ROME (AP) — The Italian government's financial rescue plan is yet to be finalized, but already labor unions are denouncing it and some politicians are suggesting they might not back all the anticipated harsh measures meant to save the country from bankruptcy.
Unions seem particularly galled that Premier Mario Monti, in his rush to reassure markets about Italy's ability to rein in its debt and spur growth, is doing away with the government's traditional negotiations with them over any change to labor regulations or pensions.
But in a bid to ease tensions, Monti's office late Thursday issued a statement that he will meet with various segments of society, including unions, the major industrial lobby and local governments, Sunday morning "with a goal of illustrating the guiding principals of the measures that will be adopted by the Cabinet on Monday."
Monti told reporters Wednesday in Brussels that time constraints and the "extraordinary delicate situation" Italy is struggling through doesn't allow for "certain rituals that might be welcome by everyone, but perhaps aren't advantageous to the country."
In the past, such negotiations with unions have frequently blocked major overhauls of Italy's generous pension system.
Monti promised that his Cabinet on Monday would approve a package of spending cuts to slash towering debt and structural reforms to spur growth. He called for a "collective sense of urgency and responsibility" among lawmakers to facilitate passage in Parliament.
The new premier is under tremendous pressure to rein in Italy's euro1.9 trillion ($2.6 trillion) debt load — 20 percent larger than its annual economic output. The country, which is the eurozone's third-largest economy, is considered to be too big to be bailed out.
An Italian default would be disastrous for the 17-member eurozone and reverberate throughout the global economy.
Susanna Camusso, head of Italy's largest labor confederation, the left-leaning Cgil, has demanded a meeting with the government before the Cabinet clears the new measures.
News reports suggest Monti's plan includes a proposal to add add at least one year to the 40 years now required in social security tax contributions before a worker is entitled to retire.
"The government must know that 40 is the magic, untouchable number," Camusso said.
The center-left Democratic Party is also skeptical about what might be proposed, arguing that flexibility must be built into the system to account for different types of labor and the age at which someone started working.
"Such a drastic intervention on this front seems like an error," said Democratic lawmaker Paolo Baretta in an interview with Rome daily Il Messaggero.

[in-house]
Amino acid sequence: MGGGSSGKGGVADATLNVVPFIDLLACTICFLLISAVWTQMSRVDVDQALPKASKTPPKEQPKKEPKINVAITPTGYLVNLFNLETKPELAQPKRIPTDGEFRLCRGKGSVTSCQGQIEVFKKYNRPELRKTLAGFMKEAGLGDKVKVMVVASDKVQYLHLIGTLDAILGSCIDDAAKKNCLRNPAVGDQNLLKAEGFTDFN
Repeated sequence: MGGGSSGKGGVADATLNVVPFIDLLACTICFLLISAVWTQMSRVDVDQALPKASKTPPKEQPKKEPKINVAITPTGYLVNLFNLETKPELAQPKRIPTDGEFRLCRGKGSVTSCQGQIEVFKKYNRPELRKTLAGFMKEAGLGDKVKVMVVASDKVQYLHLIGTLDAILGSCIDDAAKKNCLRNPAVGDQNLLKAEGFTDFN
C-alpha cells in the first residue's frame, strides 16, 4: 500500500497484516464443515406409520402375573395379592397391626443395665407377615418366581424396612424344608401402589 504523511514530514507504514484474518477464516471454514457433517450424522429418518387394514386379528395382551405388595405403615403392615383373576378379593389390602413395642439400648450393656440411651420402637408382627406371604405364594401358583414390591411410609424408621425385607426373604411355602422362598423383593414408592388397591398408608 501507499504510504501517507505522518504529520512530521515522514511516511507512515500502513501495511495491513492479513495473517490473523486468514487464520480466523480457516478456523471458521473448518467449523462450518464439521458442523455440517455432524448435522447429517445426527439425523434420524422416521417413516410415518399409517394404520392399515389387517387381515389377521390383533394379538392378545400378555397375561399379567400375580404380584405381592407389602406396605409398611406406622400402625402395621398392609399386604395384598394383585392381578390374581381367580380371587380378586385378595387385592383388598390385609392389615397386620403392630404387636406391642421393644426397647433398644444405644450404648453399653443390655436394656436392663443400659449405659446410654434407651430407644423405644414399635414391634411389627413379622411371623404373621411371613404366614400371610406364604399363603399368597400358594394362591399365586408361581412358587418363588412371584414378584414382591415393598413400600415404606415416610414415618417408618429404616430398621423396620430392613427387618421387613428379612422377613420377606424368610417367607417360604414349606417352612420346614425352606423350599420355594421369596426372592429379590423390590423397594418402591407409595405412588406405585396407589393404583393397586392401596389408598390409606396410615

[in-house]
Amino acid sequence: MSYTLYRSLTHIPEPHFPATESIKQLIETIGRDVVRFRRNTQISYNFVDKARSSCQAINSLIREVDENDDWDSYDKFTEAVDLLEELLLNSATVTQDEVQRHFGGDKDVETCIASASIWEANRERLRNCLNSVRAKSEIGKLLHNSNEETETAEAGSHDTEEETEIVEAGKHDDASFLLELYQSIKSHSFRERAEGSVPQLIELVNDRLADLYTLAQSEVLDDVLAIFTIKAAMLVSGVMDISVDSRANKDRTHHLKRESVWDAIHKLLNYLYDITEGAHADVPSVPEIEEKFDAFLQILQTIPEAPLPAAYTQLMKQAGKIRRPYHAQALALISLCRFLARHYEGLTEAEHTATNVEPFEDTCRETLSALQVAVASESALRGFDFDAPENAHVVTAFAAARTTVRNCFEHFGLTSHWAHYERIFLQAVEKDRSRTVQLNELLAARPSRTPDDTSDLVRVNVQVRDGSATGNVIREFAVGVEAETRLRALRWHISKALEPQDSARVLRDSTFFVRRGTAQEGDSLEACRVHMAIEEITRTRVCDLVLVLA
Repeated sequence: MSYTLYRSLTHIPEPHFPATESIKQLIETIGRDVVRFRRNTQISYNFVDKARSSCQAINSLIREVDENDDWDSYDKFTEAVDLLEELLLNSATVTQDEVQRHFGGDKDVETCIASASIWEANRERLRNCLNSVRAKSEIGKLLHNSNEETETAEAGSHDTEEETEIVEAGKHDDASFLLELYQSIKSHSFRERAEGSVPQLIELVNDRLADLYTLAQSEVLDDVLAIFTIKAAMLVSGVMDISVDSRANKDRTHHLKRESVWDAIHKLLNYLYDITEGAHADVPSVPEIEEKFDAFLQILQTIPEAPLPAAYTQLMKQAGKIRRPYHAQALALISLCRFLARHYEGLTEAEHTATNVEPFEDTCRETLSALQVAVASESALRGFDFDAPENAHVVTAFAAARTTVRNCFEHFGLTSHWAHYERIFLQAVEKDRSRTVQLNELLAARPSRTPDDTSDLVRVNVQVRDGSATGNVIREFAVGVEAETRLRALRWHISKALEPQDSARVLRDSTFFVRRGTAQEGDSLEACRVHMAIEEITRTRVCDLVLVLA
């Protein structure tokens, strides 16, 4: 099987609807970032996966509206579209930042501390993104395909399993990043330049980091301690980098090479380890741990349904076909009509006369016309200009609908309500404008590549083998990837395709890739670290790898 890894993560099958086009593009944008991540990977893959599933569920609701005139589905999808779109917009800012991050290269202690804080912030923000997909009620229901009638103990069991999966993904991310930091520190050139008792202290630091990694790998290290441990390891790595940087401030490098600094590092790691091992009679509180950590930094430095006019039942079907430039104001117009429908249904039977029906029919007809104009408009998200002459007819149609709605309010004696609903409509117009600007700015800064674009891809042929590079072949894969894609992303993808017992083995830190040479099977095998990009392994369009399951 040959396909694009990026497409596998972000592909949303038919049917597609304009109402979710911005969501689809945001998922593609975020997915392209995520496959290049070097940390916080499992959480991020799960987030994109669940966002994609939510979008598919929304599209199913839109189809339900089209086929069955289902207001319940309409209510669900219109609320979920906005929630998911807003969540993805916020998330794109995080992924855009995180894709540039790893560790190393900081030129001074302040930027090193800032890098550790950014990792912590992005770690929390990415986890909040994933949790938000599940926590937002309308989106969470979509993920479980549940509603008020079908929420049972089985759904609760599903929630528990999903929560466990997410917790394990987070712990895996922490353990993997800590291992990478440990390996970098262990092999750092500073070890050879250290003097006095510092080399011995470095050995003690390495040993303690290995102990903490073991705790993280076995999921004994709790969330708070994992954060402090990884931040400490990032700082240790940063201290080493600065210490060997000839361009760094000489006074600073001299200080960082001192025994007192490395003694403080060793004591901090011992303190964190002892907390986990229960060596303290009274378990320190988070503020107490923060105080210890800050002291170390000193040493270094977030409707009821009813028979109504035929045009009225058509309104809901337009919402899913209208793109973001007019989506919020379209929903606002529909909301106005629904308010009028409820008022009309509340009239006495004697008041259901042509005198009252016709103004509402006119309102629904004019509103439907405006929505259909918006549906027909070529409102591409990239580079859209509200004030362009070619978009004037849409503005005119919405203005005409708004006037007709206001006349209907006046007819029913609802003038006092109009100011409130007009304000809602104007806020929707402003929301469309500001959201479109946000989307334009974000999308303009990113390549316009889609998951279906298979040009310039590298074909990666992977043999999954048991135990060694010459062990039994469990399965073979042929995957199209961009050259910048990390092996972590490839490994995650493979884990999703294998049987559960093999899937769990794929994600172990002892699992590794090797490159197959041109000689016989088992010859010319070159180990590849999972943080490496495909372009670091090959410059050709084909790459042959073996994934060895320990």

The leader of the center-left Democratic Party, however, said its main concern is that the burden of sacrifice be shared equally. "He who has more must give more," said Pierluigi Bersani.
Monti has said as much in describing the three pillars of his reform: budgetary rigor, economic growth, and social fairness.
Silvio Berlusconi, who was forced to resign as premier because markets lost confidence in his ability to push through reforms, huddled with his allies into the early hours of Thursday to map strategy. His conservative allies fear a rumored special tax on wealth and the return of a home property tax.
"We're ready to do our part to support Monti's government to get out of the crisis," said Maria Stella Gelmini, Berlusconi's former education minister and a member of his People of Freedom Party. But she said the party told Monti they were "perplexed" about the proposed taxes.
The unelected Monti, who was tapped by Italy's president to lead the country out of the crisis, needs lawmakers' support for his rescue plan. In an indication that he knows that too well, he congratulated the lower Chamber of Deputies on Thursday for having approved — by a "vast margin" — the first reading of a months-long legislative process to amend the nation's constitution to require a balanced state budget.
He said the support showed "the firm will of Parliament and the whole country to follow the path of structural health in public finance." In a statement, he said such political will, at the national and EU level, will be a "decisive element to overcome the current difficult financial crisis that has seized Europe."